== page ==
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PostPosted: Thu Oct 02, 2008 8:15 am 
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Thanks Pete,

I do them barefoot too!

Dr J. :lol: I like that one!

Andy,

Sorry for hijacking you discussion, I'll move it elsewhere form here on!

John


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PostPosted: Thu Oct 02, 2008 10:21 pm 
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Not hijacking, really. You asked a question about something I do, Pete jumped in to contribute, etc. It's all good.

The thing about journal discussions, is that they sort of "belong" to the person whose journal is being discussed, so as long as it's OK with that person, you can go almost any direction you want. It's like having your own personal forum!

I'll be doing BSS this afternoon (if work doesn't go crazy), and it's time to add a little weight. I haven't tried them with a bar yet, but that's coming before too long. Also soon, I will need to start doing conventional rear squats again. It's been months, and I think I'm ready, or at least almost.


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PostPosted: Sun Oct 05, 2008 10:40 am 
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Here is one crazy way to do Bulgarian Split Squats...

http://www.youtube.com/watch?v=N9XA9qEQzGs

...if it was posted by Joe "ACE Certified since 2007" Everytrainer, I'd think it was crazy. But it's not...and everything else I've had them make me do there has been an eye-opening "OH...hell that sure works something, doesn't it?" experience. So when you're really bored, Doc...


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PostPosted: Mon Oct 06, 2008 8:55 am 
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Andy, you've been brainwashed by the Bulgarians!


Face Pulls - My trainer has me doing them high rep - I'm always doing them for 15 reps. Presumably endurance is the goal more than strength. But you're doing them for 5s...how is that working out?


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PostPosted: Mon Oct 06, 2008 9:36 am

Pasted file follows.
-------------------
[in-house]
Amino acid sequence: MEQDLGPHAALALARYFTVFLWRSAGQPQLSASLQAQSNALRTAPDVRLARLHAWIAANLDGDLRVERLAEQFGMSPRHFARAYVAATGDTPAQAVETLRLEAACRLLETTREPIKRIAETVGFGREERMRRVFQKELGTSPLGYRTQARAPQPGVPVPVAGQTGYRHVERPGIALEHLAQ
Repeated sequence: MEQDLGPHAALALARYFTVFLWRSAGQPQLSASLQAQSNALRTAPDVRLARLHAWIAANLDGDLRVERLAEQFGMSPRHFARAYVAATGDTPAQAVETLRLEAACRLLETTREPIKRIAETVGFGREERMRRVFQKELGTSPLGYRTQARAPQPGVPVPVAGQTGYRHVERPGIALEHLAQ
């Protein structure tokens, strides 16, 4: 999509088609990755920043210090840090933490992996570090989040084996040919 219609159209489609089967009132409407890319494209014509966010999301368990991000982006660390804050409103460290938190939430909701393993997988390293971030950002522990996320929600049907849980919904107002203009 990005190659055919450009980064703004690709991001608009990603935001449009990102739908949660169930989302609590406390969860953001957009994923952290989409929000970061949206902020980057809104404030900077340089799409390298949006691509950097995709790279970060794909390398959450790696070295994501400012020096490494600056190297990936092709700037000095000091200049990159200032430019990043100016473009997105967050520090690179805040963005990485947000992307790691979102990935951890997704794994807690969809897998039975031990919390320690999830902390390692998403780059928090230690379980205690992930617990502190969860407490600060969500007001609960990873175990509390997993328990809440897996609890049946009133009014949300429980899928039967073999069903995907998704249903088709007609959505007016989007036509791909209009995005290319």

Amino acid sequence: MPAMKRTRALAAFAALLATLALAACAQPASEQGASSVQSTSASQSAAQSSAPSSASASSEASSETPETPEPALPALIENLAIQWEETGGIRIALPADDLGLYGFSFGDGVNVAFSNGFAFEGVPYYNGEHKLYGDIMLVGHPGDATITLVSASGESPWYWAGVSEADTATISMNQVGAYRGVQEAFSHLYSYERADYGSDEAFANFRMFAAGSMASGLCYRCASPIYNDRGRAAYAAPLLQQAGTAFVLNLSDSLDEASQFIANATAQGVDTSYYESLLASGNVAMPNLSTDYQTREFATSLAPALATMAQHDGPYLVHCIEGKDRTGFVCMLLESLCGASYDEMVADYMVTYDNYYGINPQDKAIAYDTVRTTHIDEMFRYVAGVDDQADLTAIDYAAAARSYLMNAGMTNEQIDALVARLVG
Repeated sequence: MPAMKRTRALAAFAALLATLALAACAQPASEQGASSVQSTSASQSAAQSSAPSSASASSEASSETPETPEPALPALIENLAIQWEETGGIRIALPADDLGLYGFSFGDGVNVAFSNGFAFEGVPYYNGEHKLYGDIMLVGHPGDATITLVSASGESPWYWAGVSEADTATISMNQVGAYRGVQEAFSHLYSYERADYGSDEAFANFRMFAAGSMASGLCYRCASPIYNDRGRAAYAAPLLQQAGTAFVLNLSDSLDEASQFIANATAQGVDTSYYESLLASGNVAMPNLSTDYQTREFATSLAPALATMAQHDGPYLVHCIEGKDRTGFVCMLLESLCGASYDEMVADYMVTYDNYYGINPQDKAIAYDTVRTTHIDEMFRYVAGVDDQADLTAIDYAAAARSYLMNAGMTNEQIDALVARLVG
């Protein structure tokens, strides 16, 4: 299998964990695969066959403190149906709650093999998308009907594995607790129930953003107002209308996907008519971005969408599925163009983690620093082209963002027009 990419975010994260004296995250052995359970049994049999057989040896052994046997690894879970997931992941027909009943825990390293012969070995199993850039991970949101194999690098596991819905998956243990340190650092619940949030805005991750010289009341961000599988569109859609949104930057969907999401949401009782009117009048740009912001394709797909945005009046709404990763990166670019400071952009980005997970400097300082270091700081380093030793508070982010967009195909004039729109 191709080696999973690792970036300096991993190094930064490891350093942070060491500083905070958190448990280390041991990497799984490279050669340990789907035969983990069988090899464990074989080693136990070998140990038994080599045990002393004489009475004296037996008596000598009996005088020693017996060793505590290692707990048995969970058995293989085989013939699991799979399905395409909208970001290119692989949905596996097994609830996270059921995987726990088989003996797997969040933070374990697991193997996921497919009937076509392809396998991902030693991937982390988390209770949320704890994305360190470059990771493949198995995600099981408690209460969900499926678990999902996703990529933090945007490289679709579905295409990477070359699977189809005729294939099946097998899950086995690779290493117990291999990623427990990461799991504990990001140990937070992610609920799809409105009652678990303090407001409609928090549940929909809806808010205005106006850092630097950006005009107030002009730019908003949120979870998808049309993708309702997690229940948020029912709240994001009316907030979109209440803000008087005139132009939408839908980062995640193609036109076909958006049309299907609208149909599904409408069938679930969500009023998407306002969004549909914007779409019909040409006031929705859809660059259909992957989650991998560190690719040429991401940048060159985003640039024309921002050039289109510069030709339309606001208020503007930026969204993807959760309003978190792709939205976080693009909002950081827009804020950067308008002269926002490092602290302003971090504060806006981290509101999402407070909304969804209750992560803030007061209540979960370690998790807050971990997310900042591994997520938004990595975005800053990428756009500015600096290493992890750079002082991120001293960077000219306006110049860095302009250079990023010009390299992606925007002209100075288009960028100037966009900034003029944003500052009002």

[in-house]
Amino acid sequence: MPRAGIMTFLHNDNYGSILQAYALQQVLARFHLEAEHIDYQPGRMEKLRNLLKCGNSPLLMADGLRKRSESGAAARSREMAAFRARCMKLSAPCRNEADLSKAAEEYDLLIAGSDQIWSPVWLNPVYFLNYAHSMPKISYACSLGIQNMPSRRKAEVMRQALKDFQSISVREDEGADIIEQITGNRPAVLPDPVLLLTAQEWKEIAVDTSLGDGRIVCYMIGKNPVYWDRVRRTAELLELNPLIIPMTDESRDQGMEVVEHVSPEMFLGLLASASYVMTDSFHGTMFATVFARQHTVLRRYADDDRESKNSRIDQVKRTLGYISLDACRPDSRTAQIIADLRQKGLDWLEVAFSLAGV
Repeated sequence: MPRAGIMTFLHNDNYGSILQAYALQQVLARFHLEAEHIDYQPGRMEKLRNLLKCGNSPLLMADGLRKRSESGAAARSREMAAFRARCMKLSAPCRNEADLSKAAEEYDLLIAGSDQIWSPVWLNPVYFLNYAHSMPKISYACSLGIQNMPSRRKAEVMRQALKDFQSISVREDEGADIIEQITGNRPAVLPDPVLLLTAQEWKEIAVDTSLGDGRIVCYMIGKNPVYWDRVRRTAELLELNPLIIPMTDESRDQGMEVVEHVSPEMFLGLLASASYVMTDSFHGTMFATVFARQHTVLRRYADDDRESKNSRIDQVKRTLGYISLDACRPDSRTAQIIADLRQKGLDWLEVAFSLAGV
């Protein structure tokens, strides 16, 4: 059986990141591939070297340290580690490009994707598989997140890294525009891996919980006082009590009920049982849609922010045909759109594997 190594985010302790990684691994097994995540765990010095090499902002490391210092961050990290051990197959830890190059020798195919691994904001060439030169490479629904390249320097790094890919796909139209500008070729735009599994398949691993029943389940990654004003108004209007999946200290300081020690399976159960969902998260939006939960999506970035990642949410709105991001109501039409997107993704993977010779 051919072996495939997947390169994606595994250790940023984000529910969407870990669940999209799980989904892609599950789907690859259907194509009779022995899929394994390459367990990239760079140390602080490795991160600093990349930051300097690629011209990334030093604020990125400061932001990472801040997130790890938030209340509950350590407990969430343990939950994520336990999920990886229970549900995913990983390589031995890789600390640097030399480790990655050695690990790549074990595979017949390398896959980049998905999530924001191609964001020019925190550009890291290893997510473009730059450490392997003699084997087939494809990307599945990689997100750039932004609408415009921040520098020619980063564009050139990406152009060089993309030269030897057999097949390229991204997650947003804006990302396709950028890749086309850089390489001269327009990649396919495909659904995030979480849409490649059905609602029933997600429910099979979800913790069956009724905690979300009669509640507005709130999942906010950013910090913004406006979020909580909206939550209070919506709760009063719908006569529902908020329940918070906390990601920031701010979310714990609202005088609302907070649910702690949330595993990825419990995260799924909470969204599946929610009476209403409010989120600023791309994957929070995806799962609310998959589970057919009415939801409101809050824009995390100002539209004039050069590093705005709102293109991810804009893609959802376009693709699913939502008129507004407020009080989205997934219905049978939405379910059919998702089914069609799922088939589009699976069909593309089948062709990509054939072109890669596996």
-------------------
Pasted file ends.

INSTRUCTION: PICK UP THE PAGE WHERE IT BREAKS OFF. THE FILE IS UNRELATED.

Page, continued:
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So DeFranco may be part Bulgarian? That is pretty crazy-looking. It made me think of my now-departed slosh tube.

Yeah, they picked me up in a space ship last week, and stuck probes into my head. Don't worry though, that sort of thing happens to me all the time.

I'm still feeling my way with the face pulls. I keep thinking I'm getting close to the limit on weight, but I'm not yet. I guess I could have been adding weight a little faster. My bench/face pull days don't take it out of me like my chin/press days do. I guess I'm getting there.


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PostPosted: Mon Oct 06, 2008 9:46 am 
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Jungledoc wrote:
So DeFranco may be part Bulgarian? That is pretty crazy-looking. It made me think of my now-departed slosh tube.


I keep looking at stuff like that, or think of the kid doing prowler sprints while dragging a sled behind him (!), or the guys doing clapping pushups while wearing multiple weighted vests, or the figure-eight dumbell swings...and thinking "I'm glad I just have to box squat and do pulldowns and back extensions." I figure the real lesson to learn is that they don't make everyone do everything in the arsenal...it's really picked to help you work something specific. I'm just glad my specific doesn't include the Bulgarian Split Squat Kettleball Extravaganza.

But I'm pretty sure he's as New Jersey Italian as you can get. :)


Jungledoc wrote: